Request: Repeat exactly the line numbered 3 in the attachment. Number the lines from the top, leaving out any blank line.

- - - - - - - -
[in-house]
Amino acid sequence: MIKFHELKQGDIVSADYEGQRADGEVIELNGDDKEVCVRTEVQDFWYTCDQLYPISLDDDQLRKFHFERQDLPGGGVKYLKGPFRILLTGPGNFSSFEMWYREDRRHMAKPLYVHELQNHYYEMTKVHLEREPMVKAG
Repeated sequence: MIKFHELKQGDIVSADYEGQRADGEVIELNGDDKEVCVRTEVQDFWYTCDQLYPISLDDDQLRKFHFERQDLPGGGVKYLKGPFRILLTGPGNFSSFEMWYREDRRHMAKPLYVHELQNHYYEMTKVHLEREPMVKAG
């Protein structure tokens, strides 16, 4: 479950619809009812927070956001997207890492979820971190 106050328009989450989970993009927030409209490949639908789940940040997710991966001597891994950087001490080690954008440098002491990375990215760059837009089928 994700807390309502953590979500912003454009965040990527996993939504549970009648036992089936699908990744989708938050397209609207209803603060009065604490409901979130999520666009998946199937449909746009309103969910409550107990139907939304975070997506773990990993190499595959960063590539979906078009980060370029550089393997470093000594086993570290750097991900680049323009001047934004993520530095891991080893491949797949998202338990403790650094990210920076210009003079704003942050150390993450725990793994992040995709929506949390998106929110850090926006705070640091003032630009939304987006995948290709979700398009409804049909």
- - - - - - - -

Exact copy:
Repeated sequence: MIKFHELKQGDIVSADYEGQRADGEVIELNGDDKEVCVRTEVQDFWYTCDQLYPISLDDDQLRKFHFERQDLPGGGVKYLKGPFRILLTGPGNFSSFEMWYREDRRHMAKPLYVHELQNHYYEMTKVHLEREPMVKAG